Turning now to the drawings and, in particular to FIG. 1, there is illustrated a two-stage cryogenic refrigerator that utilizes the Gifford-McMahon cycle and which embodies the teachings of the present invention. The refrigerator is generally referenced 10 and includes a first expansion chamber 20 contained in the first refrigeration stage 15 and a second smaller expansion chamber 23 contained in the second refrigeration stage 17. Although not shown in the drawings, the refrigerator is connected to a compressor via an inlet connector 11 and an outlet connector connector 12. Helium gas, which is the working substance used in the present system, is provided from the discharge side of the compressor at about 300 psig and is exhausted to the suction side of the compressor at about 60 psig. The refrigerator has a first stage cooling capacity to about 25° K. and a second stage cooling capacity to about 7° K.
As is explained in greater detail in the previously noted U.S. Pat. No. 3,312,072, which issued to W. E. Gifford, a rotary control valve is used in the system as both a timing device and as a means for regulating the flow of refrigerant gas through the multiple stages. The valve is driven at a predetermined speed by means of an electric motor 13 that is housed in the upper section of the refrigerator. To the extent necessary to understand the operation of the rotary valve and to more thoroughly understand the refrigeration cycle, the disclosure contained in the noted Gifford patent is herein incorporated by reference. Following the teachings found in the Gifford patent, helium gas at a high pressure is initially delivered in series to both of the refrigerant stages to raise the gas pressure. The expansion chamber of the first stage is controlled by a free floating sealed displacer 18 that permits the volume of the chamber to be varied while the second stage contains a similar smaller diameter piston 22 that operates to vary the volume of chamber 23. The two chambers are interconnected by means of a regenerator unit 45 and an extended surface heat exchanger unit 25 that are mounted in series therebetween. After the second stage chamber has reached its maximum volume, the control valve is cycled to permit the cold high pressure gas to be exhausted into the heat exchanger unit to provide the desired final refrigeration effect bringing the temperature in this region to about 7° K. The gas is now passed back through the regenerator where it picks up the heat energy stored therein before being returned through the valve to the compressor.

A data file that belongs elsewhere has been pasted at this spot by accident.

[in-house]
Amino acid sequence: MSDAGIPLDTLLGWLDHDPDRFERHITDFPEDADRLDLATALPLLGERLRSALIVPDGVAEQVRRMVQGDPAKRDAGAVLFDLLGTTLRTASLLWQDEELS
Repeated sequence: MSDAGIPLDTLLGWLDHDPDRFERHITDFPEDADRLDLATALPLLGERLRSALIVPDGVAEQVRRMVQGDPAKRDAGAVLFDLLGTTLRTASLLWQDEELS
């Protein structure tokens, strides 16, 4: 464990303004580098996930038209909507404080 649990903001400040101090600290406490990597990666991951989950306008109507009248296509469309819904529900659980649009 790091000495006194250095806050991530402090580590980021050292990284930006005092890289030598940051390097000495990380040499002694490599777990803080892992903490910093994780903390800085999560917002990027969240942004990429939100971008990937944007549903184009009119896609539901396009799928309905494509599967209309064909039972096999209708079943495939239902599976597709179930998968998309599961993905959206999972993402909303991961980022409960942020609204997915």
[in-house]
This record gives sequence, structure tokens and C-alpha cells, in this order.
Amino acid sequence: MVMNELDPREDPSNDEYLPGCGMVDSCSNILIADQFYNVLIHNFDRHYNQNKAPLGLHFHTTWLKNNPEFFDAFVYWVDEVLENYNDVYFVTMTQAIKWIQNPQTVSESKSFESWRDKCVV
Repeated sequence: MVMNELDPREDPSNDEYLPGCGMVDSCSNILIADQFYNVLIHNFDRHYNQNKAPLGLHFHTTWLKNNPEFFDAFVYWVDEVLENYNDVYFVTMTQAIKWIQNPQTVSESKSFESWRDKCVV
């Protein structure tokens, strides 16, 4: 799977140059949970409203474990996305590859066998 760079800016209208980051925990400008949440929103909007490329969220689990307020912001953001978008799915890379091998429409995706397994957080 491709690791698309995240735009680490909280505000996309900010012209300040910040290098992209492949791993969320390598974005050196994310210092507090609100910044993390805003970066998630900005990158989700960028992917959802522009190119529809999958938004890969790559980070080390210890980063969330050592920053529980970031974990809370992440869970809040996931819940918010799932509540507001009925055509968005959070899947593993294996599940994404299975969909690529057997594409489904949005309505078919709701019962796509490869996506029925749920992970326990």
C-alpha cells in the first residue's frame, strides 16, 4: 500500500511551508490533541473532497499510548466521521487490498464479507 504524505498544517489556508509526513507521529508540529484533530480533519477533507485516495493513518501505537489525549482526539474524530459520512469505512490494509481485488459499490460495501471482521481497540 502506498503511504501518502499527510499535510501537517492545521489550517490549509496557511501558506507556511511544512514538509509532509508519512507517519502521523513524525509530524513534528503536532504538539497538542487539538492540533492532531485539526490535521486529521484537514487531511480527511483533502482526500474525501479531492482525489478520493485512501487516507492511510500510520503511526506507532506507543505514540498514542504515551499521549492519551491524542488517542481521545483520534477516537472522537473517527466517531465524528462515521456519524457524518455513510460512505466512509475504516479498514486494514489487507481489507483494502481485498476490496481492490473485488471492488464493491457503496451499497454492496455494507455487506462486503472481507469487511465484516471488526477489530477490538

The low temperature heat exchanger unit 25 forms the cold head of the refrigerator and generally includes a hollow manifold section 28 of U-shaped construction and a heat exchanger, generally referenced 30. An opening 29 passes through the unit and provides a flow path by which the helium gas flows between stages. The heat exchanger itself is mounted in a recess 35 located on the first stage side of the manifold. The exchanger consists of a series of stacked perforated plates 31--31 which are separated by interposed wire spacers 32--32. The spacers are typically formed in a G-like configuration and are placed between the plates to support them in spaced apart parallel alignment within the recess. An expanded circular opening 42 is formed in coaxial alignment with the recess that houses the heat exchanger and is adapted to receive a sleeve 35 therein. In practice the sleeve is bottomed in the opening 42 directly over the heat exchanger and is joined to the manifold using any suitable means for creating a leak tight joint therebetween.
The opposite end of the sleeve is similarly joined to the bottom wall 40 of the first stage expansion chamber. This end of the sleeve contains an enlarged hub section 36 that supports a radially disposed flange 37. The flange is secured in a complimentary groove formed in the top of wall 40 and, as illustrated in FIG. 2, forms an entrance to the regenerator unit 45.